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More Coding Gaffes

August 23, 2012

I’ve always been fascinated with sniffing out bad code, and previously wrote about some coding pet peeves. Usually this involves code that functions correctly, but compared to alternatives is hard to read or precariously designed, which in turn leads to difficulty in maintenance. Learning to recognize it is good practice, a skill that leads to better programming. And besides, it can also be amusing, as highlighted in the Daily WTF (where the examples can veer away from correctness into the downright insane). I guess it’s similar to the proverbial train wreck, you just can’t look away.

This week I did some maintenance work, cleaning up some legacy code, and found a couple of examples. Initially this article was titled “More Coding Horrors”, but these turn out to be not so horrible, just slightly bad.

To warm up, let’s look at the first one:

if (A && B) {
  doSomething();
} else if (!A && B) {
  doAnotherThing();
}

The code is correct, but on examination it’s clear the same condition is needlessly checked twice. It pops out here, because the conditions are simply called A & B. But imagine these conditions with longer variable or function names, and separated by longer blocks of code between the brackets, so that they don’t appear next to each other, and then drop this logic into the middle of a complex function. When reading it that way, by the time you reach the else function, you forgot the condition that got you there; it becomes camouflaged by all the detail surrounding it.

But rewriting it this way makes the intent more clear:

if (B) {
  if (A) {
    doSomething();
  } else {
    doAnotherThing();
  }
}

Both versions say the same thing, but this makes it much more obvious that none of this code ever fires if B isn’t true. And if B is true, only one of two actions will occur, depending on A.

This next example is more egregious, finding multiple ways to offend. This again is from actual production code (with real names obscured):

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class A {
  private final B mB;
  private final Data[] mData;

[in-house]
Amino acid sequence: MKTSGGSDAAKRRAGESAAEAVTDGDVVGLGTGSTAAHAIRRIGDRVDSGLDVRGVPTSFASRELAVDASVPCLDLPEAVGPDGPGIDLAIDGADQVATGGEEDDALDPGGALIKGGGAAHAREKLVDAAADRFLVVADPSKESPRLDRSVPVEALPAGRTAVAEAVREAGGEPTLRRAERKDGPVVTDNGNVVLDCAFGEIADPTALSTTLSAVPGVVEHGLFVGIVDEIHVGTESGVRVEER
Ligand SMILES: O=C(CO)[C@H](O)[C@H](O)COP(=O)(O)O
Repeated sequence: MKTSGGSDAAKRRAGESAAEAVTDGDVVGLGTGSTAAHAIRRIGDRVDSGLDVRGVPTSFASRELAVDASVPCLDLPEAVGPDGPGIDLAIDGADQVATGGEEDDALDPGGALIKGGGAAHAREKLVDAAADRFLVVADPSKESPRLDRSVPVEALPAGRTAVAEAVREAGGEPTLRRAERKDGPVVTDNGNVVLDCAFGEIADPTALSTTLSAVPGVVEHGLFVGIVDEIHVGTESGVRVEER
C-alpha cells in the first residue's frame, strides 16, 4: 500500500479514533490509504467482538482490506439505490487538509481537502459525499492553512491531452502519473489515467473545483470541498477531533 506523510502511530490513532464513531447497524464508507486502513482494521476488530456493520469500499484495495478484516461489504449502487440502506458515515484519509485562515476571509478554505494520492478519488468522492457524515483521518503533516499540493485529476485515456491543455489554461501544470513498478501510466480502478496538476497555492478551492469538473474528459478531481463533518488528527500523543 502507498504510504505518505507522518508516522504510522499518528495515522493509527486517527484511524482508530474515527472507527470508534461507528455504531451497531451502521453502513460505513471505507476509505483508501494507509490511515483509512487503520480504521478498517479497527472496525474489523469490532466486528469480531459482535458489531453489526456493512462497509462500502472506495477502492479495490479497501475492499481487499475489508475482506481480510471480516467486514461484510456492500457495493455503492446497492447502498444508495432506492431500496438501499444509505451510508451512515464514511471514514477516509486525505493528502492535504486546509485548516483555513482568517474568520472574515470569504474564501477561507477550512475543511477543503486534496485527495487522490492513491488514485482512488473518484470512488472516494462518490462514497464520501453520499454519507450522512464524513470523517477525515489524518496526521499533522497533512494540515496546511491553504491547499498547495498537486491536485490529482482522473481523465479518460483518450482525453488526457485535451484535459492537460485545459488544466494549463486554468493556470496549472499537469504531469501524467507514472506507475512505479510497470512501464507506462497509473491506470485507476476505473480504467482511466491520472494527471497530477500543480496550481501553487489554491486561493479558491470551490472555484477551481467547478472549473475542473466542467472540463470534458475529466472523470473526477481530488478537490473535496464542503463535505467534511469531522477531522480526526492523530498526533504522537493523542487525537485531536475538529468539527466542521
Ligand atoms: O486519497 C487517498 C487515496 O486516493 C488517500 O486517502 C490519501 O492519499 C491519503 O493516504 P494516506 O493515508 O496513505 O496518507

public A() {
    mData = readDataFromSomewhere();
    mB = new B();
    mb.numDataPoints = mData.length;
    mb.loadData(this);
  }
 
  public Data getDataPoint(int index) {
     return mData[index];
  }
}
 
class B {
  private final A mA;
  public int numDataPoints;
 
  public B(A a) {
    mA = a;
  }
 
  public void loadData() {
     for (int i = 0; i < numDataPoints; i++) {
        Data point = mA.getDataPoint(i);
       // ... process point...
     }
  }
}

How offensive? Let’s count the ways:

  1. Making a class attribute public (line 19)
  2. Requiring an attribute to be set separately from the function that requires it (lines 8 & 26). How error-prone is this?
  3. Initialization requiring multiple sequential steps (lines 7-9)
  4. Violating RAII principle (class B). This is by-product of the previous point.
  5. Needlessly exposing data when better alternatives exist (line 12), e.g. passing the values as function parameters
  6. Holding onto storage of data that is only needed for a short duration (line 6). This data may be quite large, but is only needed for processing when loaded, although the object lifetime may be much longer, so this memory is ineligible to be freed.
  7. Circular reference ownership (lines 2 & 18). Although this doesn’t create memory leak problems for Java, where the garbage collector detects them, if implemented with C++ reference-counted pointers it could be problematic. Also, when circular references may be avoided, ownership and lifetime semantics of objects are easier to understand.

Did I forget some? Probably. But all the above is addressed by a simple rewrite:

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class A {
  private final B mB;
 
  public A() {
    Data[] data = readDataFromSomewhere();
    mB = new B(data);
  }
}
 
class B {
  public B(Data[] data) {
    loadData(data);
  }
 
  private void loadData(Data[] data) {
     for (Data point : data) {
       // ... process point...
     }
  }
}

Both classes are much cleaner, with no need to expose extraneous data publicly.

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